Bavaria’s 12.5 million inhabitants, living in an area roughly the size of South Carolina, are culturally divided between the North and South. This is clearly evidenced through the different language patterns and dialects, conservative versus liberal attitudes and, of course, cuisine! View recipes showcasing the diversity of Bavarian food at Recipes from Bavaria.
A Protected Specialty
Lebkuchen were first baked in the city of Nuremberg, with the earliest records dating to the year 1395. During the Middle Ages, spice inspectors at the gates to the city checked the spices used for baking the gingerbreads which traveled to places as far away as China. In 1643 the city of Nuremburg approved the first Lebkuchen Baker’s Guild which began with 14 master gingerbread bakers who were bound by strict regulations. Until 1867, Lebkuchen were made by hand. Automated processing started thereafter with the liberalization of Bavaria’s commercial trade. However, many of Nuremburg’s bakeries still produce some of their Lebkuchen specialties by hand, using traditional recipes passed down from generation to generation. The oldest gingerbread recipe, dating from the 16th century, is housed in the German National Museum in Munich. In 1996, Nuremburg gingerbread was declared a “protected geographical indication” and is authorized to use the EU stamp. The main ingredients of Lebkuchen are: honey, flour, sugar, eggs, hazelnuts, walnuts, almonds, candied orange and lemon peel, marzipan, spices (cinnamon, ginger, aniseed, cloves, pimento, coriander, cardamom). Today, the city hosts Germany’s major gingerbread exporters, like Lebkuchen Schmidt, Burg-Lebkuchen, Haeberlein-Metzger, Weiss Lebkuchen, Ifri-Schuhmann-Lebkuchen, Wicklein-Lebkuchen and Wolff Lebkuchen.
Bavarian Sausages (Wurst) and Meat (Fleisch)
Fränkische Bratwurst (Franconian sausage) is a popular sausage of North Bavaria. The sausage is typically roasted, prepared as so-called Blaue Zipfel (boiled in vinegar with onions) or smoked. The sausage is about six inches long. A traditional Fränkische Bratwurst is served with Sauerkraut and German potato salad. But it is also very tasty with freshly baked farmhouse bread, horseradish and a cold beer. Coburger Bratwurst, available in the beautiful medieval town of Coburg, consists of a combination of pork and a minimum of 15 percent beef. This sausage is bigger, at about ten inches long. Nürnberger Rostbratwurst (Nuremberg sausage), in contrast, are small sausages, coarsely chopped up and grilled. Quantities of 6, 9 or 12 sausages are frequently served, together with sauerkraut or green cabbage and a pretzel. Another way of eating them is three small sausages served together with mustard in a roll. Nürnberger Rostbratwurst is finer and smaller than the usual German Bratwurst, only about 3 inches in length and a little over half an inch in diameter. One story says the diameter of Nuremberg Rostbratwurst is so small because years ago the sausage was used to feed prisoners of the Nuremberg prison Lochgefängnis. Relatives of the prisoners, reportedly, passed the sausages through the cell keyhole!
Schnitzel, Weißwurst and Cheese
Schnitzel, a word common in America but often misunderstood, is a thin, tenderized meat that is breaded and then fried. In Bavaria, schnitzel is made either from pork or veal and served in a variety of ways, from Wiener Art (breaded with lemon) to Jäger Art (with mushrooms and peppers). It is a classic dish that is both filling and delicious! Weißwurst are white sausage made from finely minced veal and pork bacon. Traditionally, this sausage was consumed only before noon time and washed down with a Weißbier, the light and tasty Bavarian wheat beer! Today, Weißwürste and Weißbiere can be ordered at any time of the day (or night) thankfully! Another typically Bavarian food is “Obatzda,” a cheese spread made from camembert mixed with other cheeses, onions and spices. Obatzda is usually served with rye bread or pretzels, and makes a great spread at BBQs and gatherings to watch Fußball!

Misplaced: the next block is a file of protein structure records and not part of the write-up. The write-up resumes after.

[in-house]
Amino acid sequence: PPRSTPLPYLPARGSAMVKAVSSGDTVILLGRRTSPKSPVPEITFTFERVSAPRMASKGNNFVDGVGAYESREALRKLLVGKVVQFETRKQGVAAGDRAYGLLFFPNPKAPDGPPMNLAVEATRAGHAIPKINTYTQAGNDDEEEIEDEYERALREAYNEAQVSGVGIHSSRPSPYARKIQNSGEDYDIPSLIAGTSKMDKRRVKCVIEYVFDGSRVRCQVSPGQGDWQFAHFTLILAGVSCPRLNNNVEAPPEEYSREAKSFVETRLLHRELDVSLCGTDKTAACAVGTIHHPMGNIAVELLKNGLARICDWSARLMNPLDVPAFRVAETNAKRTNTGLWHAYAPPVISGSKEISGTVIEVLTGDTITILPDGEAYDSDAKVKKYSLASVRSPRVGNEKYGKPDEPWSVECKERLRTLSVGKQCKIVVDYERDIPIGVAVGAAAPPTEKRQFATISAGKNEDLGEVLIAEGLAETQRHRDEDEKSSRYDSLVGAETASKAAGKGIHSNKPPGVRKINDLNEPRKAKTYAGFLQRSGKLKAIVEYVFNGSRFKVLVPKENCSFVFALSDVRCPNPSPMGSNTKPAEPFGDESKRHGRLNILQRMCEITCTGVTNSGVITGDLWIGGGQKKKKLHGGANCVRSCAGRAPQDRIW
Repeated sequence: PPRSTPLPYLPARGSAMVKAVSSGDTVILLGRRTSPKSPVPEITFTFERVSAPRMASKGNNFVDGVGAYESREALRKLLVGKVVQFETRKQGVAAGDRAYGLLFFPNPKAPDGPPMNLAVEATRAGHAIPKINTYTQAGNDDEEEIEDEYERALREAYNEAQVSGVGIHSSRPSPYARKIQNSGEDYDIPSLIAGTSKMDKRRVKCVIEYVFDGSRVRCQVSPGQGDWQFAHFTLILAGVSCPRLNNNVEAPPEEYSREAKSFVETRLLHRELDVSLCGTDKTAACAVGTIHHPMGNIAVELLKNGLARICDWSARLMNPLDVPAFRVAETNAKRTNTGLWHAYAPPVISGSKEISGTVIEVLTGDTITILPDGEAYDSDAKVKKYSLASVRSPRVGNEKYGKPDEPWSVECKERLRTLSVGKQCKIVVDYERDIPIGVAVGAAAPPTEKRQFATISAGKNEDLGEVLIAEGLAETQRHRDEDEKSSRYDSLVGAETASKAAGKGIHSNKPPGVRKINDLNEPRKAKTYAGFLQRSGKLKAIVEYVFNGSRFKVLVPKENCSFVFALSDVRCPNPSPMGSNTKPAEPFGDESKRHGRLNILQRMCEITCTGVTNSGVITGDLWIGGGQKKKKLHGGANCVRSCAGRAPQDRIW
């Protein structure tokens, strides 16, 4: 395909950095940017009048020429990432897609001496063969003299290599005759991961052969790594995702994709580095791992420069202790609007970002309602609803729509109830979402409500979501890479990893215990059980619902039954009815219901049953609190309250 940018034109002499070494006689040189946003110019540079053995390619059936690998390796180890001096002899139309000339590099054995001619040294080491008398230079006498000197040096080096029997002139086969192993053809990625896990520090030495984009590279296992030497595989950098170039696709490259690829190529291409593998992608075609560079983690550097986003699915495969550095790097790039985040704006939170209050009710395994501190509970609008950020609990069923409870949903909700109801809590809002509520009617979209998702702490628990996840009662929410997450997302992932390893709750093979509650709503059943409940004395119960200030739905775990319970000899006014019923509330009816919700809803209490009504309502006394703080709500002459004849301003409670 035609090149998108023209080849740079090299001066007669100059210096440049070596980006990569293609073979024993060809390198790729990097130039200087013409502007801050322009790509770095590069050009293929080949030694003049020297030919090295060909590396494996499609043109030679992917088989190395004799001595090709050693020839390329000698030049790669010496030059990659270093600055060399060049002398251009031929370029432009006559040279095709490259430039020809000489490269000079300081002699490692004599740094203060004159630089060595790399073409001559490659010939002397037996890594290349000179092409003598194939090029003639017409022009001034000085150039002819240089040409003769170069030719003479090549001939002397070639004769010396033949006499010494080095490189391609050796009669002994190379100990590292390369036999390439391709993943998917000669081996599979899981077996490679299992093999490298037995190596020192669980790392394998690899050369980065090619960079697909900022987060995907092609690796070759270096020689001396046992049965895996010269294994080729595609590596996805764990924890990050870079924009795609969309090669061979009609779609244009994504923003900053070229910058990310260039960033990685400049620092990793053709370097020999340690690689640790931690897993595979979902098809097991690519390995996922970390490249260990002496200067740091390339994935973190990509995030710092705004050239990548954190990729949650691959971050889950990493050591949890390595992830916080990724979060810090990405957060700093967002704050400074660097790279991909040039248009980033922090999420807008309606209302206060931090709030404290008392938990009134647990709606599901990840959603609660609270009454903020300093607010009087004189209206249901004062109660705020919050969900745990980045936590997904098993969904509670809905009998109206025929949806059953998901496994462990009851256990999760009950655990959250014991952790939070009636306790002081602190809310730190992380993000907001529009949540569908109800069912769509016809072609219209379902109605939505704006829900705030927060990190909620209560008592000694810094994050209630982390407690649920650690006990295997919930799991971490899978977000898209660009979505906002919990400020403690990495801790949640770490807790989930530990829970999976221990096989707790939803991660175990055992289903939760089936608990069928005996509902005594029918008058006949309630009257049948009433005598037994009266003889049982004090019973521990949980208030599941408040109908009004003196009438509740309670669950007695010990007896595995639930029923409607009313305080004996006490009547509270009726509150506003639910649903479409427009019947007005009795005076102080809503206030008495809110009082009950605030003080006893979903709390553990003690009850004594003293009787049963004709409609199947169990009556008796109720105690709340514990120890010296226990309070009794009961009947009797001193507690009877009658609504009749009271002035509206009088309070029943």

Spätzle literally translated means “little sparrows” in the Southern Bavarian dialect. This well-known dish consists of tiny noodles or dumplings made of flour, eggs, water or milk, salt and occasionally nutmeg. In Bavaria, Spätzle and chanterelles is a frequent side dish to fall game entrees such as deer, rabbit and boar, all of which are popular in the more rural Bavaria. Spätzle is a filling dish, and as such it does not taking a huge serving size to fill someone up, especially when paired with a good Bavarian bier!
Beer is Bavaria’s most well known (and popular) product. In 2014, the per capita consumption of beer in Germany averaged 104.7 liters. Almost half of Germany’s breweries are located in the Free State, which is an old term for the region of Bavaria. In 2006, Bavaria listed 618 breweries. Famous Bavarian beers imported to the USA and Canada are Ayinger, Hofbräu, Franziskaner, Schneider, Löwenbräu, Hacker Pschorr, Weihenstephan, Tucher, Paulaner and others. (Read more about these Bavarian beers in our articel on Oktoberfest Beer.) Bavaria loves beer production so much, that the town of Aufseß, located in the Franconia region of Bavaria, has the highest brewery density in the world. The town boasts four breweries with a total population of only 1,352 people, which is one brewery for every 338 people!